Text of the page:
Tag Archives: pricing

The effect of inflation on loyalty schemes

Earlier today, Sainsbury’s supermarkets sent out an email informing people that they were reducing the rate at which they would earn reward points on the Nectar scheme – halving the amount, in fact, from 2 points per pound to one per pound.  They were also removing the bonus points available for reusing carrier bags. Continue reading

Is a book worth £500?

When looking to buy a copy of Newton’s Telecom Dictionary I noticed that as well as the standard page on Amazon, there was another page on which the price was set rather higher, along with a more convoluted title.  The first time I saw this second page there were in fact three booksellers, all with very high prices:

Sam Books £432.98
Greenpastures UK £598.97
UK BOOKDEPOT £599.00

Why would these sellers set such a high price for a book that is readily available?   Are they hoping that someone may not be able to find the cheaper version, and mistakenly pay £600? Continue reading

Is it good business sense to reduce your customer base?

The following graph would appear to be bad news.  This shows the reach of timesonline.co.uk – that is, the proportion of daily Internet users who visit the site.  For the first half of 2011, around 0.07% of Internet users visited the site each day; while that seems small, it’s a small proportion of a very large number.  Then, in late 2011, the number of users dropped significantly, and (other than a brief temporary increase in early 2013) the site now has a userbase around a quarter of its old level. Continue reading

Racing to the bottom

How much was the last app you bought on your smartphone?  It’s very likely that the answer to that question is less than a pound, no matter how complex or detailed that app was.  When Apple launched the App Store in 2008, the average price of apps was significantly higher, with games such as Super Monkey Ball selling for £5.99 and Crash Bandicoot Nitro Kart at $12.99.  Over time, the huge competition has led to games dropping prices to 69p, or even free, with new revenue streams being established through advertising or additional purchases.  Along with this fall in pricing, many firms have found that it’s not profitable to spend time developing complex games and applications, leading to a proliferation of match-three and simple physics puzzlers. Continue reading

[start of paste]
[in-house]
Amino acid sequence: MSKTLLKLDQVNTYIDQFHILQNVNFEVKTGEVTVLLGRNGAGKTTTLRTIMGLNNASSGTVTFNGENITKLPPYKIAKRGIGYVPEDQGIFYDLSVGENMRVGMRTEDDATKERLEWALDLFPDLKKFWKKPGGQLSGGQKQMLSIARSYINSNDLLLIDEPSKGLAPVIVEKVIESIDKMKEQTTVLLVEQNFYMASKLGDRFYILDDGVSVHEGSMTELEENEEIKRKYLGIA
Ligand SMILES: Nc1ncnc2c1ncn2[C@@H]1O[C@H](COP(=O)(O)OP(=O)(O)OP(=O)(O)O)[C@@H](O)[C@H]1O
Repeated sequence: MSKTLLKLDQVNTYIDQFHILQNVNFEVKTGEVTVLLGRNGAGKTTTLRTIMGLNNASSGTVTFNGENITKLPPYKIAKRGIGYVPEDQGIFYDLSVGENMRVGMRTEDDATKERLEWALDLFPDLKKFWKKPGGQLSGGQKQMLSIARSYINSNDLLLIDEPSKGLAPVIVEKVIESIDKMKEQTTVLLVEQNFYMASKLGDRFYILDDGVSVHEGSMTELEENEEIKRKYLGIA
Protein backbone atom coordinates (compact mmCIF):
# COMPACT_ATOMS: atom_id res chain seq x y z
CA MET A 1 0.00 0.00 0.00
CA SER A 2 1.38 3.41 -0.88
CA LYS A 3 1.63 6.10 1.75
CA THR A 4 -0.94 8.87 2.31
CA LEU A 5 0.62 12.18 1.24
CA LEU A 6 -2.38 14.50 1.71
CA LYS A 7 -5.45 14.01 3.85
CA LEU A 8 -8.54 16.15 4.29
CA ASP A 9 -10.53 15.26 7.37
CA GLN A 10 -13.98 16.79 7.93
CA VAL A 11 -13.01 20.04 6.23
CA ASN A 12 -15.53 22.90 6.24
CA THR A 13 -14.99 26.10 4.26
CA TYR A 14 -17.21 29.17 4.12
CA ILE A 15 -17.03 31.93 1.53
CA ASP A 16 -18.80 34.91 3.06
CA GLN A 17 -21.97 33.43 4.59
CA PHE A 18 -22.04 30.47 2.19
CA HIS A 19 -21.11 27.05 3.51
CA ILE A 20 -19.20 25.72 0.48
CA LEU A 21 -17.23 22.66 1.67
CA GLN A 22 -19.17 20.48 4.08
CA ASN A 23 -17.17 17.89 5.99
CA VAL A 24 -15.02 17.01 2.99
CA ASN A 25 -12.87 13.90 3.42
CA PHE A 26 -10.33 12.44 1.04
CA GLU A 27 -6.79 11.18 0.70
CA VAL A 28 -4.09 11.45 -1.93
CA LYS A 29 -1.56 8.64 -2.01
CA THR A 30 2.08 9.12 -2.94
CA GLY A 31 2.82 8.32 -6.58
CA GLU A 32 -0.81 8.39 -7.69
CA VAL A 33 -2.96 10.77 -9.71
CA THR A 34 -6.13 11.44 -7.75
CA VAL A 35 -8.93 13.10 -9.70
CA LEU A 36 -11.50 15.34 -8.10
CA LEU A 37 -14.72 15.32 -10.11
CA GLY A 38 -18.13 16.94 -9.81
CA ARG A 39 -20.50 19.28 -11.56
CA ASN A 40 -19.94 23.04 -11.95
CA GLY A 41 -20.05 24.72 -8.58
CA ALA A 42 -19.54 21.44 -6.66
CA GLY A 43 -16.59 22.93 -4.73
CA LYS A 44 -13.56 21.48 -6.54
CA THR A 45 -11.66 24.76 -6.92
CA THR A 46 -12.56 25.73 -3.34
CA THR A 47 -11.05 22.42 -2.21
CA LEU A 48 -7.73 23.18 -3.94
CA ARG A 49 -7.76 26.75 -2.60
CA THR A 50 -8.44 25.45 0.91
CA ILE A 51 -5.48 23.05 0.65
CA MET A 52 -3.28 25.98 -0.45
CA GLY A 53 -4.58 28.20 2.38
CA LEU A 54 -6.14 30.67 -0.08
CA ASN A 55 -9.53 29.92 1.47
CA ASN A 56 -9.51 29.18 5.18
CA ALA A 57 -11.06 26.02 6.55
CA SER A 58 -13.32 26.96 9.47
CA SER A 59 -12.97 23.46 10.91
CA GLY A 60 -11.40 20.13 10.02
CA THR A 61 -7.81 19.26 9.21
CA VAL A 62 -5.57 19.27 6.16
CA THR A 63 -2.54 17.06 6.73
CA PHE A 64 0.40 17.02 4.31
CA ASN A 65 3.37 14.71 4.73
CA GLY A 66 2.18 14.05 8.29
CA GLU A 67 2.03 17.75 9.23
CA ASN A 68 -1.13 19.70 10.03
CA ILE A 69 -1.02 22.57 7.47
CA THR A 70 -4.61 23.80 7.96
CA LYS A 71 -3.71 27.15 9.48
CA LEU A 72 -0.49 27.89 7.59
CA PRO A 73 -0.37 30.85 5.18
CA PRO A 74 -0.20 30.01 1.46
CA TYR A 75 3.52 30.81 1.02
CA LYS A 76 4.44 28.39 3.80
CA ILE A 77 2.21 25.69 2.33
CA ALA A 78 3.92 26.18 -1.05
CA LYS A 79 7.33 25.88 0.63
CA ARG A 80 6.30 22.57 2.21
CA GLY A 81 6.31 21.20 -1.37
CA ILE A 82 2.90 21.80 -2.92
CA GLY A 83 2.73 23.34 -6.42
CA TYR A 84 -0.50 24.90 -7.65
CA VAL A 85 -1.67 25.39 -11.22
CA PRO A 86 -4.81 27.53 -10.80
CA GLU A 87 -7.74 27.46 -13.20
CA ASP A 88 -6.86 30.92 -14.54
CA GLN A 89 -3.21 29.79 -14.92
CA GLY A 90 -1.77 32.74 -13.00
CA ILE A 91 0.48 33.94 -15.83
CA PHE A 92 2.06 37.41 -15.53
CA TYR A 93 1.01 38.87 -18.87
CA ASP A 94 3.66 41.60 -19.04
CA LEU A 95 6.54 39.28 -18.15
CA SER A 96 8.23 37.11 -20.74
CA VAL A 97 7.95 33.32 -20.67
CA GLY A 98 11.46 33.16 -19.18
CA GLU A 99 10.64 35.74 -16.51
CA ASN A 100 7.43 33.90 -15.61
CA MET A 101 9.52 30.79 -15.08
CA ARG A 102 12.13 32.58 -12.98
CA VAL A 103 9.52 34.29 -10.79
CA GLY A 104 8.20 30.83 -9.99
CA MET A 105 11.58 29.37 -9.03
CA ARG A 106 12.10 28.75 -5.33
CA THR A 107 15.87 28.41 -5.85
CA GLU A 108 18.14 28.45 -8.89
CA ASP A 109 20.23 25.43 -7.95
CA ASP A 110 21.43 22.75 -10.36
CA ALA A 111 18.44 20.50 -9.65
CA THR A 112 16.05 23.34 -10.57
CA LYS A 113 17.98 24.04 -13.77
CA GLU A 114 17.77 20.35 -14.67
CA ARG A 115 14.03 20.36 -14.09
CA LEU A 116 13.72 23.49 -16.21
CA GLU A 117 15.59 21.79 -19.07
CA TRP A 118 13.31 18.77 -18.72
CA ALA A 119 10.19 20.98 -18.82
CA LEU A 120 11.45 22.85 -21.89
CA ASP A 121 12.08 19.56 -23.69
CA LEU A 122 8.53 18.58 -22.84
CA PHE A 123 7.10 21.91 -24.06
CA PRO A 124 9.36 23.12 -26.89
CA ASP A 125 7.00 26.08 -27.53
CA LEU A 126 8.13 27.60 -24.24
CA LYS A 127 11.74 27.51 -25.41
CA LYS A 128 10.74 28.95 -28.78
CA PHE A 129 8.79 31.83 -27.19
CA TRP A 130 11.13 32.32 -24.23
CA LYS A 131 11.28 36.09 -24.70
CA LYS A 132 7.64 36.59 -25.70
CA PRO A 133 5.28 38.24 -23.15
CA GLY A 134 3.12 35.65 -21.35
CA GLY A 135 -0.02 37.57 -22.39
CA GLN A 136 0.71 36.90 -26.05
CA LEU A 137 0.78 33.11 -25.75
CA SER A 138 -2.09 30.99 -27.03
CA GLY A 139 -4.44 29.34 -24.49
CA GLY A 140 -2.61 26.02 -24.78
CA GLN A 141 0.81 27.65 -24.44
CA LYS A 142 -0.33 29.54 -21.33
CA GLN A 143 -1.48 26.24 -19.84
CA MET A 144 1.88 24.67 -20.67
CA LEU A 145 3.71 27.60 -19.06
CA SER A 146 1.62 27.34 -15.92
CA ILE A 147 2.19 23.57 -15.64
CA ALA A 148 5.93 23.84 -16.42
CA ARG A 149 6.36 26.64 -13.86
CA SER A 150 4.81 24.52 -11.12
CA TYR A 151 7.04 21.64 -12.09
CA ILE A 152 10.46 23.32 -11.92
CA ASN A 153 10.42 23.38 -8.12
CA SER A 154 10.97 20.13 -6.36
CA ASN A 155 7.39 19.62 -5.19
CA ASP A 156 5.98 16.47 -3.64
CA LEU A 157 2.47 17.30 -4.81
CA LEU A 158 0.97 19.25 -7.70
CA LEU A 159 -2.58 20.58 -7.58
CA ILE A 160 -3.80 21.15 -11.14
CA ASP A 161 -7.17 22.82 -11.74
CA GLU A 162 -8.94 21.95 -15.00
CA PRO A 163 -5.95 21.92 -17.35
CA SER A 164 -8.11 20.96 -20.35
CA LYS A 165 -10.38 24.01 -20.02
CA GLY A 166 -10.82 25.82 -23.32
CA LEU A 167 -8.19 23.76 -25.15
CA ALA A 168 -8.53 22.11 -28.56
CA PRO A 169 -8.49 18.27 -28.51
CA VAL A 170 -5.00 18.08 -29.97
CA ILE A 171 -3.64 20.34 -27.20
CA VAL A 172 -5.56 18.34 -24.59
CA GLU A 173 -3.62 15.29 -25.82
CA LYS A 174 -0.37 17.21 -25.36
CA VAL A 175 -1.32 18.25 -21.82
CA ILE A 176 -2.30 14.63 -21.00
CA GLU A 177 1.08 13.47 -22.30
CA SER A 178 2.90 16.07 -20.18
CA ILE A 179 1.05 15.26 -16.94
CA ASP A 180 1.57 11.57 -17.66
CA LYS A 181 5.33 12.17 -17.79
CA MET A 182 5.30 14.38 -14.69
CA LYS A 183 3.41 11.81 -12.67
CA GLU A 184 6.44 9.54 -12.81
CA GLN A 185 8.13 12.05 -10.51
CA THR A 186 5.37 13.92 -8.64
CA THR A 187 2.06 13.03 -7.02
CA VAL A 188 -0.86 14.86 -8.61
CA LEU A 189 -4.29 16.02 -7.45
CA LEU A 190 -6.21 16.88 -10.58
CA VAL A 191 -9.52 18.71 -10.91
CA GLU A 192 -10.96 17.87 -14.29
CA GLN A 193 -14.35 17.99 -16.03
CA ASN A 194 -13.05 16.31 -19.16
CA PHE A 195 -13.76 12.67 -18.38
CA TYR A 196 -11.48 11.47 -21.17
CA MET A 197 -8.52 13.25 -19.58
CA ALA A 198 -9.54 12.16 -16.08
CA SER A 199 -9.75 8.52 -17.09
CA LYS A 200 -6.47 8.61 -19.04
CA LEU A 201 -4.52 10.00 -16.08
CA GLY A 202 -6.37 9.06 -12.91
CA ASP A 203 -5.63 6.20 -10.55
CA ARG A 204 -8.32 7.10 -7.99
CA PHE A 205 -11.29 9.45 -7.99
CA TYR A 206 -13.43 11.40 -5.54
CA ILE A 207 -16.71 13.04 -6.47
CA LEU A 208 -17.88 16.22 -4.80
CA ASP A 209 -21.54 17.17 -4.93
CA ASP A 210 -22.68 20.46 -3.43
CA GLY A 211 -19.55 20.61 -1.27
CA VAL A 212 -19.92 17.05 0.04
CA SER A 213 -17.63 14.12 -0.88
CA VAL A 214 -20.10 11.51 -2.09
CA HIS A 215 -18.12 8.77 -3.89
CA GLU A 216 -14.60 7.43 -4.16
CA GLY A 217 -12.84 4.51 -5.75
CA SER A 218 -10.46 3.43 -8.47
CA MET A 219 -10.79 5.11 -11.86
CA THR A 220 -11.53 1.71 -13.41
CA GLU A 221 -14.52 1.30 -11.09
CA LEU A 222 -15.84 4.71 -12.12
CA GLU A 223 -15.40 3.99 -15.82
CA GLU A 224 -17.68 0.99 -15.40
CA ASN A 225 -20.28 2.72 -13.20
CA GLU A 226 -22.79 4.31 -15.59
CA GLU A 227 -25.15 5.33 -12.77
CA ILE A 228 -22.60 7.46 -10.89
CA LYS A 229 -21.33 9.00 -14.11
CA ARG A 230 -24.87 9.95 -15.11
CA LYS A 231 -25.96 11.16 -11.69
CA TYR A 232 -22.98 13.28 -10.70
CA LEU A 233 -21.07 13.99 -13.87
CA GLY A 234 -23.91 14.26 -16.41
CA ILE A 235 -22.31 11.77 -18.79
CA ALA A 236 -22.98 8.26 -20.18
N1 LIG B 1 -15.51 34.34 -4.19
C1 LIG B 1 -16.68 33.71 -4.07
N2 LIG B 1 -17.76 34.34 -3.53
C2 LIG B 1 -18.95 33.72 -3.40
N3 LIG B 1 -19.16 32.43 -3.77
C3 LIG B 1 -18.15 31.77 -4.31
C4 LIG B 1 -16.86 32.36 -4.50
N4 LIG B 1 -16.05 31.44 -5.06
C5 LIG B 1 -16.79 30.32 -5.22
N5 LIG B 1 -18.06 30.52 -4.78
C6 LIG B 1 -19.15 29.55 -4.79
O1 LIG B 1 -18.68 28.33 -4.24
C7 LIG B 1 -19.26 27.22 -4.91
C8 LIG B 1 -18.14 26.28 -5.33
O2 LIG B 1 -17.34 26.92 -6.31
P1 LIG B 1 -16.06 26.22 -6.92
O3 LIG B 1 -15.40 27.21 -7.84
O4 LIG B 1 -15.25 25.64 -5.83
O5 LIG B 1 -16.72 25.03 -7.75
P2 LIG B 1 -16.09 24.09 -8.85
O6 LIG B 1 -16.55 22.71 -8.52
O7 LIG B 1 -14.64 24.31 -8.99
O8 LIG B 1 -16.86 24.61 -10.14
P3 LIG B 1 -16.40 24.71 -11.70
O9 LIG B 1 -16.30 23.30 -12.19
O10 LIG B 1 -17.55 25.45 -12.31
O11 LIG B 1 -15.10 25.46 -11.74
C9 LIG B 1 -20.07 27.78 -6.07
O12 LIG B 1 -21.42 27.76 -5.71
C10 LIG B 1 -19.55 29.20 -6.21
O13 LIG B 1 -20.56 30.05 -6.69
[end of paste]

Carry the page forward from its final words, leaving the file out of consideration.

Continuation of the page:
Distinguishing demand effects and supply effects

Greg Mankiw has today highlighted how Bryan Caplan discusses fundamental inconsistencies in arguments over the minimum wage.

In some of his research, joint with Alan Krueger, Card finds that increases in the minimum wage have negligible effects on employment.  In other research, on the Mariel boatlift, Card finds that increases in the supply of unskilled workers have negligible effects on wages and employment of existing workers.

Caplan notes that these results are hard to reconcile: The former suggests that labor demand is highly inelastic, whereas the latter suggests it is highly elastic. Continue reading

Sheltering under an umbrella

Prior to yesterday’s announcement of the iPad Mini, there was a great deal of speculation as to its form, its capabilities, its existence and its price.  Commentators saw the rumoured tablet to be a direct competitor to the Kindle Fire and the Nexus 7, indicating that they believed Apple was concerned about losing market share in that market.  The price was rumoured to be around the same level as those competitors, so that the differences which would make people want to buy an iPad over an Android tablet would be the quality of the hardware and the app marketplace. Continue reading

Over the tipping point

The BBC reports today that Louise Mensch, an MP in the UK, has launched a “rival to Twitter”.  Mensch herself argues that it is not a rival, but instead seeks to be somewhere where discussion is kept in a broad topic, unlike the free-for-all that Twitter represents. Continue reading

Is free too cheap?

At the beginning of February, Google lost a court case in France where a competitor – Bottin Cartographies – has accused them of anti-competitive pricing.  The story has been reported by Forbes and CNET with some confusion over what exactly has been discussed.

The basis of the case appears to be that Bottin Cartographies has alleged that Google is giving away its maps service for free, which is a move designed to ensure that nobody else can compete and are driven out of the market.  Once Google has no competition, it will be able to raise its price and abuse its market power.  Continue reading

Prices of electronic books

A quick browse of Amazon shows that many books available through the Kindle are priced around the same level as the physical product.  The cost of provision of these electronic books is much lower, however: printing costs, distribution costs, and even the margins to retails are either non-existent or significantly reduced.  Why, then, is there this equivalence in pricing?  Continue reading